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Video: Putting Kids' Faces to Budget Cuts

Even as Gov. Christie restores some funding to after-school programs, those same programs are scrambling to make up shortfalls and keep their kids off the streets.

Among all the funding cuts of the last six months, few have been deeper than those to New Jersey after-school programs.

But in the wild ride of the state’s budget process, those same programs may be the first to get a reprieve, too.

In March, Gov. Chris Christie slashed more than $5 million out of the 2010 budget for New Jersey After 3, the umbrella organization for after-school programs in scores of communities. He then followed up by cutting another $10 million from the organization’s 2011 budget, the entire state contribution.

That led to programs scaling back or closing altogether, including one at Morristown's Neighborhood House, where 150 middle-school kids attend a project called STARS.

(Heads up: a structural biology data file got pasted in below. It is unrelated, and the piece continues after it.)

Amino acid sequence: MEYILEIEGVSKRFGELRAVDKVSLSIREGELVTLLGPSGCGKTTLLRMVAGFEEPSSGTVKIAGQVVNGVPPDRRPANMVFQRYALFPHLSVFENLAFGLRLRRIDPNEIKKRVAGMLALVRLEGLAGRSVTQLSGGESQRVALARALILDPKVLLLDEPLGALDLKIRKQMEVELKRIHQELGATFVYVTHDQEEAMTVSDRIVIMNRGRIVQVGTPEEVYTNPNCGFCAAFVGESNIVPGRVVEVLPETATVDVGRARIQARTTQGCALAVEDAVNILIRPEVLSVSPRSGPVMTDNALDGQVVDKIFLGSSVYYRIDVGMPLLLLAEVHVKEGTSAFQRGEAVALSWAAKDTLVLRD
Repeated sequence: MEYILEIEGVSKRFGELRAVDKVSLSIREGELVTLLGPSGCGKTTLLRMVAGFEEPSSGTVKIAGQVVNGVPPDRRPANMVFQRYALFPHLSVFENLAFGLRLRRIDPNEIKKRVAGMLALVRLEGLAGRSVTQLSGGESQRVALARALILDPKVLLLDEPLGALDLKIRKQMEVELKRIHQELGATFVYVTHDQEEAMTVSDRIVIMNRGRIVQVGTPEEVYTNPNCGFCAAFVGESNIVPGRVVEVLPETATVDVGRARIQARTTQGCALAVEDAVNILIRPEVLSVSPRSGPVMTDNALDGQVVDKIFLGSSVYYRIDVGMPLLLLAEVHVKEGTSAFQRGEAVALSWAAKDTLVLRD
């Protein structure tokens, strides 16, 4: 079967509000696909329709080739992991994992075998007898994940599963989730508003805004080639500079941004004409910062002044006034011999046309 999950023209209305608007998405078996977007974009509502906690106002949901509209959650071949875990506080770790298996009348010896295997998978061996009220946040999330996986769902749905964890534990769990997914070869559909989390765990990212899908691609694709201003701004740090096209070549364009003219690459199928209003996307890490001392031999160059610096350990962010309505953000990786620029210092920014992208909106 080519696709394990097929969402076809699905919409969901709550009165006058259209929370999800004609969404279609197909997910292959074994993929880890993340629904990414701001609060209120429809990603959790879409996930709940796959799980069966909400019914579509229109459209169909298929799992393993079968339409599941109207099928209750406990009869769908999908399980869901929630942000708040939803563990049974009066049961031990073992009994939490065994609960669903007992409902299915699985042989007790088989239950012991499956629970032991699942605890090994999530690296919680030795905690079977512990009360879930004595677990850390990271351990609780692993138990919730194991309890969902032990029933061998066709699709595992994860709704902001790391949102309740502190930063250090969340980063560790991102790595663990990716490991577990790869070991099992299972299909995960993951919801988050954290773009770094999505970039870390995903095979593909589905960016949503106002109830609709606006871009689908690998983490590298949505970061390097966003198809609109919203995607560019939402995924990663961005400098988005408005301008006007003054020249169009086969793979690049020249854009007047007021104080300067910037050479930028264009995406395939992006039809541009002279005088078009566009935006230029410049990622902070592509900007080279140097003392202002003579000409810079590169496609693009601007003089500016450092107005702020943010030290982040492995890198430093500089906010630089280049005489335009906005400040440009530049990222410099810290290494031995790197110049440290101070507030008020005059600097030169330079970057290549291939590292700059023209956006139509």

STARS is short for "Smart Talented Athletic Responsible Students." It aims to keep kids out of trouble by keeping them occupied--with tutoring, sports and music instruction--until their parents get home from work.

STARS lost $150,000 from NJ After 3, forcing it to reduce its enrollment. It only survived the spring semester thanks to $50,000 from foundations and individuals.

The program may now get some new help, as Christie in the closing days of the budget deliberations restored $3 million to New Jersey After 3. That's still only a third of the organization’s total from last year, and it is counting on federal grants and partnerships with districts to help make up the difference.

That brings some hope to places like the Neighborhood House, where either way, its fundraisers face a long, hot summer in Morristown.

Kevin Coughlin is editor of Morristown Green

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